5) The 5th and obligatory Squib sometimes is an obscure reference, a link to a strange YouTube video search (like ‘beer metal‘), or other minutae… but y’know, we do have our Kickstarter on, and so it seems like somewhere in public–and in bold italics!–we ought to give thanks and praise to Marc Odien of for helping us with the oh-so-clever-and-meta-video we’re using to convince folks we’re for real.  So: hey! Marc! THANKS!  Now remember, Tuesday is election day, so get on out there and vote for something, k?  If any kind of beer-maker were running, we’d endorse them, but since none are (locally anyway, we do support Paul Dyster For Mayor in Niagara Falls) we simply endorse taking the time to have a beer after the heavy lifting that is your civil responsibility.  Cheers!

The Afternoon “Cheerio!”


Ok, so that’s an in-joke, probably, or not- the title refers to Chris Smith’s lamented column at, The Morning Grumpy.  Like him, I spend probably a little too much time scanning news & views, and it seems perfectly squibbish to rack a few from the fermenter, so to speak, from time to time.  Look, I even used a sensible Category AND tag here.  Watchout!

where's the beer?

This has nothing to do with beer, really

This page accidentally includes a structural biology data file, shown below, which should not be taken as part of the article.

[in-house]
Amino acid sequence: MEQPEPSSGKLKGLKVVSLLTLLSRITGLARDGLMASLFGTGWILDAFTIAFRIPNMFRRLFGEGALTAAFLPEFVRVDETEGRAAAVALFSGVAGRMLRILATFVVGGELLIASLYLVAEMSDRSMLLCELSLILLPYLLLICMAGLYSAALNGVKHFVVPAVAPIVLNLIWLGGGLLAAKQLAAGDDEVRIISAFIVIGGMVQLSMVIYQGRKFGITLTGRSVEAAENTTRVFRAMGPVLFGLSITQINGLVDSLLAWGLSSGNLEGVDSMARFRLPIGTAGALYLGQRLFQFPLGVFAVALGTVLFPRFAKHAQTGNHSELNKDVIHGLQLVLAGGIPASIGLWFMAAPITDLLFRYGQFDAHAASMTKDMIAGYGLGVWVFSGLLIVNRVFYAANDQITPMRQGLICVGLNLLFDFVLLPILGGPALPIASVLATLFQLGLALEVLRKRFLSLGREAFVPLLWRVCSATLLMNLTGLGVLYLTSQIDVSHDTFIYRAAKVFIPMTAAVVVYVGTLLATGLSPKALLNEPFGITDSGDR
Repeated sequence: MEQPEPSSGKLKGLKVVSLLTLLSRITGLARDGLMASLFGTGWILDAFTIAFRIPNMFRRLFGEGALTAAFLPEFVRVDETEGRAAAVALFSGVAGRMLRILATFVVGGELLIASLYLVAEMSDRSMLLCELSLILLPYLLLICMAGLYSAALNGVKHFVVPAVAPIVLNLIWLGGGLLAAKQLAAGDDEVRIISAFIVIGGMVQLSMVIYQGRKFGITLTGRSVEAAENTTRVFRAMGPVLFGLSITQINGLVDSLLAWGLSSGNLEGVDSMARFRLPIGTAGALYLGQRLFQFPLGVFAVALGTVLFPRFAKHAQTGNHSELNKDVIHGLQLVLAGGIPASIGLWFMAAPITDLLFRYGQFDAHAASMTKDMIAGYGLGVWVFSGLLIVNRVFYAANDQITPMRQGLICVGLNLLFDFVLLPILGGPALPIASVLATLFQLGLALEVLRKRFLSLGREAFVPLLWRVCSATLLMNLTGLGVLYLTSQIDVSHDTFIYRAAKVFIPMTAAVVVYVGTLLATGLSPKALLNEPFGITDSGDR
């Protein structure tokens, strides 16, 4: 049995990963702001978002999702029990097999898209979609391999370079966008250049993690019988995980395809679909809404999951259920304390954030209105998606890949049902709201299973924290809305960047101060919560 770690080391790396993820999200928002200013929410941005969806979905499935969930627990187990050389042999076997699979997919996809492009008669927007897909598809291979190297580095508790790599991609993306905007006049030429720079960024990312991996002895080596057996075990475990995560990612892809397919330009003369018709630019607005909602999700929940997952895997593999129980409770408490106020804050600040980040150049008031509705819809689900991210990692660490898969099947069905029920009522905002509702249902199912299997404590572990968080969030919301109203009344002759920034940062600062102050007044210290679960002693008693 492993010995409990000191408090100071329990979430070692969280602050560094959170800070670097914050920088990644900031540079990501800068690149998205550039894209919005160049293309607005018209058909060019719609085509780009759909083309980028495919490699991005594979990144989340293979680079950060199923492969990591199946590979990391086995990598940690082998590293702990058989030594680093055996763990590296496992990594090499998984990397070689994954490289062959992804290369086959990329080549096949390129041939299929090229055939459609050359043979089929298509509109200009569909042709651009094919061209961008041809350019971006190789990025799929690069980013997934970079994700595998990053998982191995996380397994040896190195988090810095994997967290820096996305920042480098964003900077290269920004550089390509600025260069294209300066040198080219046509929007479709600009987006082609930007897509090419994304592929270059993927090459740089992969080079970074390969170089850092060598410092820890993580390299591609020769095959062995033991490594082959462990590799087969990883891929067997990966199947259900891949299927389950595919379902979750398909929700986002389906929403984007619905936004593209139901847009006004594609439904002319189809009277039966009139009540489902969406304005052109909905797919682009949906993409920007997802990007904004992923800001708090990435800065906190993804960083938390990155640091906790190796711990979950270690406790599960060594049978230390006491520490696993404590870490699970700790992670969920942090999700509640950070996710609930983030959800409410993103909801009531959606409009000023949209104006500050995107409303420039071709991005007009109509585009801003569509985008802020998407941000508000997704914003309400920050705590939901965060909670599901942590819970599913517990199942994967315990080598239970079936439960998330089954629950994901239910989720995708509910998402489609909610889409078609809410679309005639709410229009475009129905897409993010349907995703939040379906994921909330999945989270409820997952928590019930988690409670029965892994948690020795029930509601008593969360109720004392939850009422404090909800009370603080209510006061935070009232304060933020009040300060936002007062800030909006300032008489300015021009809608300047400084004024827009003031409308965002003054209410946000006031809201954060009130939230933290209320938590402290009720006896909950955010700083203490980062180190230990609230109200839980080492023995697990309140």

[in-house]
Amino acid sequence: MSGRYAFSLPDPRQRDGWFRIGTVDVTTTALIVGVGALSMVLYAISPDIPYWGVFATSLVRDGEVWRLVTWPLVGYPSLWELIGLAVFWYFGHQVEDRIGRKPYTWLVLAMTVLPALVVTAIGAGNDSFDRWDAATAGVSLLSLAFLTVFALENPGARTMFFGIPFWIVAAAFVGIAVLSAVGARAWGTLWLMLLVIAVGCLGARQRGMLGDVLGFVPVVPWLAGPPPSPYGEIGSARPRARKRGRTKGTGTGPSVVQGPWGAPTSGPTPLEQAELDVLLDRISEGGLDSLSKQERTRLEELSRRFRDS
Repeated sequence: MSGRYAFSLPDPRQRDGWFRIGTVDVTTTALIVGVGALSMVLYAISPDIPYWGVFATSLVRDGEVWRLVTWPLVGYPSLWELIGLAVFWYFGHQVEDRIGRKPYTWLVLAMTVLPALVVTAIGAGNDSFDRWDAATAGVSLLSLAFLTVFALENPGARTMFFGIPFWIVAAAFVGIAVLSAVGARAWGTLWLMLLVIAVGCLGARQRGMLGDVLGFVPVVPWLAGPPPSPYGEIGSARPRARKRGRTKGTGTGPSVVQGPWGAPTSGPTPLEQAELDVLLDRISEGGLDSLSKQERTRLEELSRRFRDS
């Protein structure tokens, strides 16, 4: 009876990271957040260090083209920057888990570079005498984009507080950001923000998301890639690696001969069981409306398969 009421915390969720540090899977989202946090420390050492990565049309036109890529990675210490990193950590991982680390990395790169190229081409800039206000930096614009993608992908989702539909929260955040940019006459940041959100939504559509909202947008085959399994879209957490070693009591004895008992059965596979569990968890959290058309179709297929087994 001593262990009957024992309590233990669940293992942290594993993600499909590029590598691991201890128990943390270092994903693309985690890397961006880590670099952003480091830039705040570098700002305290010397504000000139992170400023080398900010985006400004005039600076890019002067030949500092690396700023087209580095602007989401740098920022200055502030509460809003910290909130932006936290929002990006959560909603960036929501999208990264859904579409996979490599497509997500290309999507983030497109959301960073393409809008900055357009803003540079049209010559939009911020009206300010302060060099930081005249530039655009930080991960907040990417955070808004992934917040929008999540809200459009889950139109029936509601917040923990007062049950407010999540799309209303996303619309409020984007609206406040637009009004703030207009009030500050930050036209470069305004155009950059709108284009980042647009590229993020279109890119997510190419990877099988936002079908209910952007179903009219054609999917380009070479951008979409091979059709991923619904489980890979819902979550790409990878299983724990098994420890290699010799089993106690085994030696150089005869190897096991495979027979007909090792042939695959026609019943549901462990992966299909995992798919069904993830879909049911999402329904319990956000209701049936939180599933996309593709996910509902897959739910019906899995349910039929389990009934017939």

1) The beer-blog-o-verse is all atwitter today about this WaPo article reporting on the illegal sale, via eBay at least, of rare beers.  Look for some serious self-loathing to follow, as we/beer bloggers/beer-enthusiasts accuse one another of “wine-ifying” beer and bringing it to this level, food-pairing is evil, “it’s just beer”, &c.  Meh.  As far as the practice itself goes, well… First, I think beer traders are doing it right- quid pro quo. As well, I know real friendships start to spring up though trading circles, which is such a part of beer anyway- it is a very friendly industry as a whole.  I suppose it might yet be illegal, but profiteering it most certainly is not.  Secondly, to me the big appeal of beer is as a pretext for–or at least an accompaniment to–travel.  (e.g., See Rudy’s post of last week, and also point 1.)  So while Russian River release events might seem absurd to some, if it is the kind of beer-geekery you go for (I do!), at least you could roll your 2012 Dark Lord Day into… seeing a show & some great breweries in Chicago, or a longer road trip visiting relatives in Nebraska, or… some kind of travel, exploration, horizon-busting.  Go, enjoy the beer on-site or in the intended context, and then be done with it.  And the reverse for us: CBW hopes people come to our awesome ci-tay and drink the beer here, by and large.